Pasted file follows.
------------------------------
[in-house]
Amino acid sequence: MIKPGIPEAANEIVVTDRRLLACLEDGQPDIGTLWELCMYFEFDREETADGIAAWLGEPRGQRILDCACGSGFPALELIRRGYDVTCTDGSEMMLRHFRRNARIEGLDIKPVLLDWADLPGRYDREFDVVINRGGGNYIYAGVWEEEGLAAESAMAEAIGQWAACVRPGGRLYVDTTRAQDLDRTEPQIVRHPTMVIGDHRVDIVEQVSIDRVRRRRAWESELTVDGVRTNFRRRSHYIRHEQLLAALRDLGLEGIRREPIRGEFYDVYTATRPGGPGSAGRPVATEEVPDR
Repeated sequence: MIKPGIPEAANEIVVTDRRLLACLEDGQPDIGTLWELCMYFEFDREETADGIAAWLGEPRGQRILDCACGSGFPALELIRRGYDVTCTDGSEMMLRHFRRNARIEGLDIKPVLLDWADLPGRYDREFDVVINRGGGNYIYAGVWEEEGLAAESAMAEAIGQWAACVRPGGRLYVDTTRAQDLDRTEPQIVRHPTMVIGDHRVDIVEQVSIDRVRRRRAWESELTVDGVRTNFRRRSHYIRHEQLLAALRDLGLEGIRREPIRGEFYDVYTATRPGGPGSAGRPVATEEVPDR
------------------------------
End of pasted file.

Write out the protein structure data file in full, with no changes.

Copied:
[in-house]
Amino acid sequence: MIKPGIPEAANEIVVTDRRLLACLEDGQPDIGTLWELCMYFEFDREETADGIAAWLGEPRGQRILDCACGSGFPALELIRRGYDVTCTDGSEMMLRHFRRNARIEGLDIKPVLLDWADLPGRYDREFDVVINRGGGNYIYAGVWEEEGLAAESAMAEAIGQWAACVRPGGRLYVDTTRAQDLDRTEPQIVRHPTMVIGDHRVDIVEQVSIDRVRRRRAWESELTVDGVRTNFRRRSHYIRHEQLLAALRDLGLEGIRREPIRGEFYDVYTATRPGGPGSAGRPVATEEVPDR
Repeated sequence: MIKPGIPEAANEIVVTDRRLLACLEDGQPDIGTLWELCMYFEFDREETADGIAAWLGEPRGQRILDCACGSGFPALELIRRGYDVTCTDGSEMMLRHFRRNARIEGLDIKPVLLDWADLPGRYDREFDVVINRGGGNYIYAGVWEEEGLAAESAMAEAIGQWAACVRPGGRLYVDTTRAQDLDRTEPQIVRHPTMVIGDHRVDIVEQVSIDRVRRRRAWESELTVDGVRTNFRRRSHYIRHEQLLAALRDLGLEGIRREPIRGEFYDVYTATRPGGPGSAGRPVATEEVPDR